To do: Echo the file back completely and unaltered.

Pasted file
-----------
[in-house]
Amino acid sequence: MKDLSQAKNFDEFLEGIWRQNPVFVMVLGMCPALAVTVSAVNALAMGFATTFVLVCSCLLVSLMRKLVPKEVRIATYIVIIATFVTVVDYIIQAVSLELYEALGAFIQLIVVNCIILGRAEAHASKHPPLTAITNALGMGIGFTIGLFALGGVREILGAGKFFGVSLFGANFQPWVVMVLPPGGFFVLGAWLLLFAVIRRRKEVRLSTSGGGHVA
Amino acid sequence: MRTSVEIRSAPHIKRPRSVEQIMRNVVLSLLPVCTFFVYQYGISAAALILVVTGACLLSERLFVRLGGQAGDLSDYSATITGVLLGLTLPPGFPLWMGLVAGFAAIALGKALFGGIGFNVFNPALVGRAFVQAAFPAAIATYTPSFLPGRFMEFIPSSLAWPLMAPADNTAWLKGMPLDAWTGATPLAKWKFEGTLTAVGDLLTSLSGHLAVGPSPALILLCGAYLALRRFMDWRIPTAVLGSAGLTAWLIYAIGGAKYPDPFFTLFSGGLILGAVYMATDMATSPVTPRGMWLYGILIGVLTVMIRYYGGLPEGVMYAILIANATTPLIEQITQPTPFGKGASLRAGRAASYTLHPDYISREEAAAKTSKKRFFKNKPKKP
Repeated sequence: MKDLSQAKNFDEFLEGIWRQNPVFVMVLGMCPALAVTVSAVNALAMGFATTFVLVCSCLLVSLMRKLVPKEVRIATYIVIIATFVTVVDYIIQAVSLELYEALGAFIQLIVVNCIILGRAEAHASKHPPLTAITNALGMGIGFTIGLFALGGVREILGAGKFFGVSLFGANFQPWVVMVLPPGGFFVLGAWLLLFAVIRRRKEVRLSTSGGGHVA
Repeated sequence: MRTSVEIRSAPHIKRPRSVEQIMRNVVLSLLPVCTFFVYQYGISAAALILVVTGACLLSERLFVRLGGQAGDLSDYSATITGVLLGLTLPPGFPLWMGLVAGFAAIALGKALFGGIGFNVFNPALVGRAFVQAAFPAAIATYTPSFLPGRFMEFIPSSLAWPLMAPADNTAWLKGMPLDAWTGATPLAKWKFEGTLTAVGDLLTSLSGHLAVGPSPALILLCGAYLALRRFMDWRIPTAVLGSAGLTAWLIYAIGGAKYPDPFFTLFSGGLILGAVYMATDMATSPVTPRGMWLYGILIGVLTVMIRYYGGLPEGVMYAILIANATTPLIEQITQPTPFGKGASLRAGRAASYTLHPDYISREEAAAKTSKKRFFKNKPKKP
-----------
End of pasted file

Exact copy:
[in-house]
Amino acid sequence: MKDLSQAKNFDEFLEGIWRQNPVFVMVLGMCPALAVTVSAVNALAMGFATTFVLVCSCLLVSLMRKLVPKEVRIATYIVIIATFVTVVDYIIQAVSLELYEALGAFIQLIVVNCIILGRAEAHASKHPPLTAITNALGMGIGFTIGLFALGGVREILGAGKFFGVSLFGANFQPWVVMVLPPGGFFVLGAWLLLFAVIRRRKEVRLSTSGGGHVA
Amino acid sequence: MRTSVEIRSAPHIKRPRSVEQIMRNVVLSLLPVCTFFVYQYGISAAALILVVTGACLLSERLFVRLGGQAGDLSDYSATITGVLLGLTLPPGFPLWMGLVAGFAAIALGKALFGGIGFNVFNPALVGRAFVQAAFPAAIATYTPSFLPGRFMEFIPSSLAWPLMAPADNTAWLKGMPLDAWTGATPLAKWKFEGTLTAVGDLLTSLSGHLAVGPSPALILLCGAYLALRRFMDWRIPTAVLGSAGLTAWLIYAIGGAKYPDPFFTLFSGGLILGAVYMATDMATSPVTPRGMWLYGILIGVLTVMIRYYGGLPEGVMYAILIANATTPLIEQITQPTPFGKGASLRAGRAASYTLHPDYISREEAAAKTSKKRFFKNKPKKP
Repeated sequence: MKDLSQAKNFDEFLEGIWRQNPVFVMVLGMCPALAVTVSAVNALAMGFATTFVLVCSCLLVSLMRKLVPKEVRIATYIVIIATFVTVVDYIIQAVSLELYEALGAFIQLIVVNCIILGRAEAHASKHPPLTAITNALGMGIGFTIGLFALGGVREILGAGKFFGVSLFGANFQPWVVMVLPPGGFFVLGAWLLLFAVIRRRKEVRLSTSGGGHVA
Repeated sequence: MRTSVEIRSAPHIKRPRSVEQIMRNVVLSLLPVCTFFVYQYGISAAALILVVTGACLLSERLFVRLGGQAGDLSDYSATITGVLLGLTLPPGFPLWMGLVAGFAAIALGKALFGGIGFNVFNPALVGRAFVQAAFPAAIATYTPSFLPGRFMEFIPSSLAWPLMAPADNTAWLKGMPLDAWTGATPLAKWKFEGTLTAVGDLLTSLSGHLAVGPSPALILLCGAYLALRRFMDWRIPTAVLGSAGLTAWLIYAIGGAKYPDPFFTLFSGGLILGAVYMATDMATSPVTPRGMWLYGILIGVLTVMIRYYGGLPEGVMYAILIANATTPLIEQITQPTPFGKGASLRAGRAASYTLHPDYISREEAAAKTSKKRFFKNKPKKP